When Princess Madeleine of Sweden married Chris O’Neill last month, royal watchers speculated about the dress and its designer. But nothing seemed to capture the interest of royal fans and fashion obsessives more than the question of which tiara she would wear. Some thought it might be the cameo tiara, used by her older sister and mother at their weddings; others were betting on the dramatic loops of the Connaught. In the end, a spiky fringe tiara won the day, adorned by orange blossoms. The Valentino dress was secondary.
Tiaras may be vestiges of an era when dressing for dinner meant gowns and jewels, yet they continue to inspire more than a few princess fantasies. And they’re gaining fans. Suddenly, there are scores of blogs devoted to them. The satirical fashion gossip site Go Fug Yourself analyzes tiaras worn to events such as the galas celebrating the April investiture of the new king in the Netherlands and last year’s royal wedding in tiny Luxembourg.
And it’s not just royals. On July 1, singer Avril Lavigne, a serial tiara wearer, wore one to marry Nickelback’s Chad Kroeger. Actress Michelle Williams draped a very tiara-like diamond fringe necklace in her hair for the Metropolitan Museum of Art fashion gala in May, while Charlize Theron wore a platinum-and-diamond headband from Cartier to last year’s Golden Globe Awards. “There comes a certain point when you think, ‘What else can I add to this?’ ” says Jessica Morgan of Go Fug Yourself. “And then you stick giant diamonds in it.”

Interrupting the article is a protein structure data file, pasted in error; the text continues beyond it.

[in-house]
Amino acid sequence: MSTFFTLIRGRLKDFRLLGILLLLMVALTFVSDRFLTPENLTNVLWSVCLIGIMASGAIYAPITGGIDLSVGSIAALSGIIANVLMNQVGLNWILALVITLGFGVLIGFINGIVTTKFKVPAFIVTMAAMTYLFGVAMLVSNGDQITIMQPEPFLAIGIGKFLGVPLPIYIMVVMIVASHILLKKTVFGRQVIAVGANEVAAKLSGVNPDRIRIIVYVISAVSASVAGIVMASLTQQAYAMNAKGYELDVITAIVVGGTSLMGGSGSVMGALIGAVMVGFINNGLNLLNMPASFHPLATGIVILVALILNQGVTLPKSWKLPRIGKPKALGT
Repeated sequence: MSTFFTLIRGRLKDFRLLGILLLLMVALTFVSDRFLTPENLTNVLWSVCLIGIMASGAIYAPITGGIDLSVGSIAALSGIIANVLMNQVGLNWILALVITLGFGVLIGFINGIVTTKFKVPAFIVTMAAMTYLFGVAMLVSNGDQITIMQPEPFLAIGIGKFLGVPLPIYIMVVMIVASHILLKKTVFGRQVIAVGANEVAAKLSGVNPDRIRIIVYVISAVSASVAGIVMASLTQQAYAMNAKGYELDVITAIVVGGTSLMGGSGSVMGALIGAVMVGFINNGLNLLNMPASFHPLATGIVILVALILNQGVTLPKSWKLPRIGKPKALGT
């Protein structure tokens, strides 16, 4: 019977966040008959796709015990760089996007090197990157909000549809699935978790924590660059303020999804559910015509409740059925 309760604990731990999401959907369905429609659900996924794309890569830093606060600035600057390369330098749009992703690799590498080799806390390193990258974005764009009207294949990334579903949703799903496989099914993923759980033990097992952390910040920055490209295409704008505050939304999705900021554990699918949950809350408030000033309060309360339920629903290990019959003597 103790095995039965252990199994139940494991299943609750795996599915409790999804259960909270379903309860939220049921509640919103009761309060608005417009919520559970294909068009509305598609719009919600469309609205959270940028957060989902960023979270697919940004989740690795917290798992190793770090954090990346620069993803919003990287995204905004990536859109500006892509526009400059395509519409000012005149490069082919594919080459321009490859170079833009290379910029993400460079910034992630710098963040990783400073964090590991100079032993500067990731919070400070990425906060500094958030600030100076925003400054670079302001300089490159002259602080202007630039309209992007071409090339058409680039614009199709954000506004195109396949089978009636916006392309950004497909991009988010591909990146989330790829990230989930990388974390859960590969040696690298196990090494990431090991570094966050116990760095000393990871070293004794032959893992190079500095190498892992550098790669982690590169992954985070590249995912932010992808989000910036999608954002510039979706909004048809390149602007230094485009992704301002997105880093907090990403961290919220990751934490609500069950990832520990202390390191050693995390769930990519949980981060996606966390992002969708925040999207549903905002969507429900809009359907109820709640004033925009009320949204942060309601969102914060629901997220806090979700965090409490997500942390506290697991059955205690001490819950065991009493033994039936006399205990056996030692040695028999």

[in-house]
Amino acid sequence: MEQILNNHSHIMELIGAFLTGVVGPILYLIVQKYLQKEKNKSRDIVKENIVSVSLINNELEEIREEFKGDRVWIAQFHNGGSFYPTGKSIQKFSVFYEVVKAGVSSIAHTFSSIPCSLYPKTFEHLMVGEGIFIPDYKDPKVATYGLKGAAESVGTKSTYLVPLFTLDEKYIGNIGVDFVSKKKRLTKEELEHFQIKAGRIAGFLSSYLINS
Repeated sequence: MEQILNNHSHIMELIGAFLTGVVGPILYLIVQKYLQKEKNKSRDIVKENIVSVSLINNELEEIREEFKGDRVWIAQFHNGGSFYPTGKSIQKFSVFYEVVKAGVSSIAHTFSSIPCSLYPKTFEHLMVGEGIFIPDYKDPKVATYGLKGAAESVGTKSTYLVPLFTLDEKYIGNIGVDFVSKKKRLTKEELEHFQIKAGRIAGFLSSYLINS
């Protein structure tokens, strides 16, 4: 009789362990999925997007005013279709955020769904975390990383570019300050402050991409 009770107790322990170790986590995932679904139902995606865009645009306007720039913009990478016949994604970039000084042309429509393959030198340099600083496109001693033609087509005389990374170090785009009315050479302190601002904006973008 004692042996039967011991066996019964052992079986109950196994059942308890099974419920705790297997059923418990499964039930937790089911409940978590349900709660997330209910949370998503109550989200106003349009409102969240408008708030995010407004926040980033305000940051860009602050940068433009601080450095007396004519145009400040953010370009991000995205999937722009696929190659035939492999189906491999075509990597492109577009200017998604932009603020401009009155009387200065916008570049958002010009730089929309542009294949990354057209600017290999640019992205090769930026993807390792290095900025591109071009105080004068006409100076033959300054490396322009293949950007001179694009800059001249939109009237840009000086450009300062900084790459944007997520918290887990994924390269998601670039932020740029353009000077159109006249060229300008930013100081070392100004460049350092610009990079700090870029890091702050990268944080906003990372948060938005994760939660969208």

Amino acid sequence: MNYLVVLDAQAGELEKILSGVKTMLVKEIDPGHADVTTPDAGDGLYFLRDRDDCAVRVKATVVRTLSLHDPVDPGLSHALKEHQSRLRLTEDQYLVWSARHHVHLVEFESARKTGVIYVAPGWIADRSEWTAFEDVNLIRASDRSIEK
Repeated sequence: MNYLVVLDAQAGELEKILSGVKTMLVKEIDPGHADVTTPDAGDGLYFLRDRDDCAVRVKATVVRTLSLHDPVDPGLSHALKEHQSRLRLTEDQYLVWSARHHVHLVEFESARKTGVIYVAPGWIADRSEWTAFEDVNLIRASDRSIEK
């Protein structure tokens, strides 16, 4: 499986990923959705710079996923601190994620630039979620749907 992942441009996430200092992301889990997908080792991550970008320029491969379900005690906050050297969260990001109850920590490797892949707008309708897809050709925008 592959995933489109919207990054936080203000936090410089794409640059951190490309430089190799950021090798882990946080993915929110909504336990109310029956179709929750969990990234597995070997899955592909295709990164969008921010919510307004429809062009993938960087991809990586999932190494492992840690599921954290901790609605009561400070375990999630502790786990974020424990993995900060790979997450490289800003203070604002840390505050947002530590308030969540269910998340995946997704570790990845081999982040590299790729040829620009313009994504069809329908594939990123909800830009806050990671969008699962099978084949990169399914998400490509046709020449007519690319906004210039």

For jewellery historian Diana Scarisbrick, the appeal is simple: “It makes a nobody look like a somebody, and if you’re already a somebody, it confirms your somebodiness.” Worn only to the most special occasions, tiaras have escaped the democratization that hit the luxury trades. Ordinary folk can afford the same dresses and bags that princesses and celebrities wear, but the exclusivity and cost of tiaras put them out of reach. Like peering into Gwyneth Paltrow’s rarefied world through her blog Goop, tiara-watching allows a glimpse behind palace windows and over estate walls.
While most just admire tiaras, a few select aficionados are buying. The $200,000 art deco diamond-and-platinum headpiece Tiffany designed for Baz Luhrmann’s movie The Great Gatsby is the centrepiece of the jewellery company’s current ad campaign. For the first time in its modern history, the 176-year-old firm included a tiara—a $335,000 version made with yellow and white diamonds—in its latest Blue Book catalogue of über-expensive offerings.
Tiffany isn’t alone in promoting new headpieces. The London jeweller Bentley & Skinner is advertising tiaras in Tatler. And in mid-May, Geoffrey Munn, managing director of the London antique firm Wartski, jeweller to Queen Elizabeth II and Prince Charles, saw a full-blown diamond tiara in the window of a luxury shop while walking up New Bond Street. “It’s a sign of a trend,” he declared on the phone from London. “These things cost an enormous amount of money to put together, so if they didn’t think they’d sell it, they sure as hell wouldn’t [make it].” Munn would know. He organized a tiara exhibit in 1997 that proved so popular, the Victoria & Albert Museum later held a blockbuster version, with Munn writing the definitive 432-page book on the subject.
It isn’t just jewels that ratchet up the prices. Creating such an item takes skilled craftsmen “well over a year, depending on the detail required, both in concept and in labour,” notes Wendy Eagan, group vice-president for Tiffany & Co., which is currently creating one featuring sapphires from Montana.